Your vehicle's battery is one of the major components, and it is as important as the engine, the transmission, and other significant components. Unfortunately, over time of use, the car battery might get to a point where it won't hold a charge, and that's where it gets very tricky for you every day to start your vehicle with this battery.
When your vehicle's battery won't hold a charge, you must resolve the issue immediately and install a new battery if needed. However, the question always remains, how do you confirm that your car battery won't hold a charge?
Well, this article provides you with secret diagnostics that you can implement to confirm that your vehicle's battery what the full charge and what to do about it before ending with installing a new battery.
Why won't my car battery hold a charge?
Before we dive into the details about what diagnostics to implement to check for vehicles that don't hold a charge, let's step back and look at what could cause the battery not to hold a charge.
Once you understand these causes, you can easily avoid them or consider them whenever you deal with a drained car battery shared
According to automotive experts, here are the common reasons for your car battery not to hold a charge:
- You forgot electric components turned on
Have you ever got off your vehicle at night and came the second morning to find that you forgot the headlights turned on? What is the first thing you think of? Well, I drained car battery!
There is a very common situation that drains your vehicle battery without the battery is in good condition or not which is forgetting electric components turned on. For example, many people forget the headlights, others forget the indoor lights and some people forget the radio turned on. When that happens, although this looked at component is very small, it relies on whatever electric charge is in your car battery until it's depleted completely.
That's why, if you are one of those people who continuously forget about these electric components turned on, it is important that you change this habit and not wait to learn it the hard way until your vehicle’s battery fails completely and stop holding the charge.
- Your vehicle has issues with the recharging systems
It is important for you to understand how your vehicle's battery gets recharged every time you run the car. There is a very common misconception that the battery is responsible for charging all electric components as your vehicle is running. However, that's the responsibility of another component which is the alternator.
Your vehicle better is responsible for providing the initial charge for the engine to get going. After that, it doesn't work at all. In other words, your better is not needed whenever you're driving the vehicle. During this time, the alternator converts the energy from the engine to an electric charge so you can enjoy the different electrical components.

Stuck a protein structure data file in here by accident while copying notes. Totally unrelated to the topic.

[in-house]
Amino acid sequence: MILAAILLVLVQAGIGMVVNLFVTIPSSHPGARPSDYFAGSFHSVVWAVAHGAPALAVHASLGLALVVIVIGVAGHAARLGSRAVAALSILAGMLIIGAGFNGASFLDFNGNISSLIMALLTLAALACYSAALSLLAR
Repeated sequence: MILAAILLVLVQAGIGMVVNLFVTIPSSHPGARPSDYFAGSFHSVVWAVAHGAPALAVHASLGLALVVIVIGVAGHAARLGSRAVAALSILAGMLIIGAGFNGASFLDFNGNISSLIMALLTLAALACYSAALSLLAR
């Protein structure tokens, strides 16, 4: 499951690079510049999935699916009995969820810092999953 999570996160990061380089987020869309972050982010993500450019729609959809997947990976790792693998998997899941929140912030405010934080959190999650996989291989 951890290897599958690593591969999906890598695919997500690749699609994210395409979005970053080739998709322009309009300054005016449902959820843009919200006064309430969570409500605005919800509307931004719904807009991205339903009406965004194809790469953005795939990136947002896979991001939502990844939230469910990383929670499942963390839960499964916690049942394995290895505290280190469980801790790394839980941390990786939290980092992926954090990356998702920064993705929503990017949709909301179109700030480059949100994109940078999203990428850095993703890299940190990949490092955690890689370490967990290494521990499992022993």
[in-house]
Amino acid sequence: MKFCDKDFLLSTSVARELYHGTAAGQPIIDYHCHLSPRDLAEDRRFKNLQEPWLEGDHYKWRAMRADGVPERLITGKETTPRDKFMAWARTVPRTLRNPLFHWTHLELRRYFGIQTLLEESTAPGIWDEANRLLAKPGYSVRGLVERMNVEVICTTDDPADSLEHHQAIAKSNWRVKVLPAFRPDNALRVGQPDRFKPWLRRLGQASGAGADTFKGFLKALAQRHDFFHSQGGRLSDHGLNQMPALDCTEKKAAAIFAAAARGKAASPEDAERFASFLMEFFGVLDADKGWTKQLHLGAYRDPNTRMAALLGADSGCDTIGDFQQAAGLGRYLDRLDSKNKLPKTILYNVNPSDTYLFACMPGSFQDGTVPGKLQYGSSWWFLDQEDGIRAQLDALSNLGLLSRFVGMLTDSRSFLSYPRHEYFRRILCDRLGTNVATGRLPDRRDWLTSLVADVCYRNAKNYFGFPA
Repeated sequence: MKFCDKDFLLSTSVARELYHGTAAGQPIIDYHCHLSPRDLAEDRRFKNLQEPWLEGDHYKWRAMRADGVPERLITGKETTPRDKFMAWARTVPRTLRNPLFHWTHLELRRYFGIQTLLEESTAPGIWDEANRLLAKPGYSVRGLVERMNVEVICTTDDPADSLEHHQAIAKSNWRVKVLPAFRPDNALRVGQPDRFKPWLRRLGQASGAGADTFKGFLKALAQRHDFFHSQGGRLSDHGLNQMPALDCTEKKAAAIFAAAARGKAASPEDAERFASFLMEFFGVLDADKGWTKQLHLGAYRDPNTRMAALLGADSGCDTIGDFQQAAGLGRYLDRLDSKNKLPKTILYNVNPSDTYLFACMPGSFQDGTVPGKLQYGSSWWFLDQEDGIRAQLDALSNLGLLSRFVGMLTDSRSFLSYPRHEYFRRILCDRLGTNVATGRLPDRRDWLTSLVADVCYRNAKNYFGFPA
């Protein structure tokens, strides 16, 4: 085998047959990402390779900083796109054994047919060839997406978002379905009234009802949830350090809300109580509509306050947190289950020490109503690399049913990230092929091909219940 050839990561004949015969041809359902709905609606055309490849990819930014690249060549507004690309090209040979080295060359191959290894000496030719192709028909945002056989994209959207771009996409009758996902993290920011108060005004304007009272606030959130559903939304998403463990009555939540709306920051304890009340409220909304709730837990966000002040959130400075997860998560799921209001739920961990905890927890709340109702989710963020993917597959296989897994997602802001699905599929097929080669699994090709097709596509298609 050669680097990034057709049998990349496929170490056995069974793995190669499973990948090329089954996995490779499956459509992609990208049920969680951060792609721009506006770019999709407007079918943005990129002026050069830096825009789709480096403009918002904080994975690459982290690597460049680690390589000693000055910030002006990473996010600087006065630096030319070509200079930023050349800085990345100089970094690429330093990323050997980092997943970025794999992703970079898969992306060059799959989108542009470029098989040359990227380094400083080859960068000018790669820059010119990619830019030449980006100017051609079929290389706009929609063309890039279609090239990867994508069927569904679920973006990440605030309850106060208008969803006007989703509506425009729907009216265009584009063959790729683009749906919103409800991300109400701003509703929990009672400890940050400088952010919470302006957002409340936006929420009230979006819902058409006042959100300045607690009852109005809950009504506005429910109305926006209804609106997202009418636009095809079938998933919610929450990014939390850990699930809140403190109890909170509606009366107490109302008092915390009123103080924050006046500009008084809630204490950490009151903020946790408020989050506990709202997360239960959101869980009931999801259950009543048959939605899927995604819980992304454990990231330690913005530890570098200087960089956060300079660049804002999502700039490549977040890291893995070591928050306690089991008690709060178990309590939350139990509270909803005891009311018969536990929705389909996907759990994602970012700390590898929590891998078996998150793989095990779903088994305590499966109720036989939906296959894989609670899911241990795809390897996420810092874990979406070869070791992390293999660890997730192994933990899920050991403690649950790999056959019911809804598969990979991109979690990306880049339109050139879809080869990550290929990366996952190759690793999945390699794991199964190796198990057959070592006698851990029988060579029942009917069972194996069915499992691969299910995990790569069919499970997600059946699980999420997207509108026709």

In addition to charging the electric components, the alternator also recharges the car battery, so it's fully charged whenever you want to start the car the next time you turn it off.
It is not rare to deal with problems with an alternator that doesn't charge the vehicle's battery. That's why you'll end up with a dead battery the next time we try to turn on the vehicle. Thus, with this happens, it's important to inspect the alternator and replace it if needed.
- Your battery has parasitic electric drains
Another more technical problem that might cause your vehicle to drain the battery is what's known as the parasitic electric drain. When this happens, your mechanic needs to inspect the battery, the different internal connections, and the alternator. There are many potential problems that could cause this parasitic electric drain and it can be a little tricky for inexperienced drivers to immediately pinpoint the real culprit.
- Your vehicle's battery reached the end of its lifetime
Finally, another very simple reason for your vehicle's battery not to hold the charge is the expiration date. Every vehicle battery has an expiration date and typically most car batteries expire after three to five years.
Therefore, if you know that your vehicle's battery is old and past three years, your issue might be related to a very old battery and requiring installing a new battery to resolve your issue.
When the car's battery gets old, you can easily notice that by visually inspecting the battery. Most likely you'll find that the battery has some cracks, and the box doesn't look as it should, or the battery terminals may have some signs of corrosion or other damages.
What to do if your car battery won't hold a charge?
When your car's battery doesn't hold a charge, the problem won't be only related to the radio not starting or the power windows not functioning. In fact, you won't be able to start the vehicle at all and you can't get anywhere because the battery is needed to provide the initial charge to get your engine going.
Luckily, there are some simple diagnostics that you can perform to inspect and fix the issue if it's solvable. However, if none of the mentioned diagnostics helped you fix the battery and determine what's going on, unfortunately, you will end up reaching your mechanic and in some scenarios, you might need to install a new battery.
- Inspect the headlight
Before you make a conclusion that the battery doesn't hold the charge, it's important that you take a closer look at the headlights and confirm the issue.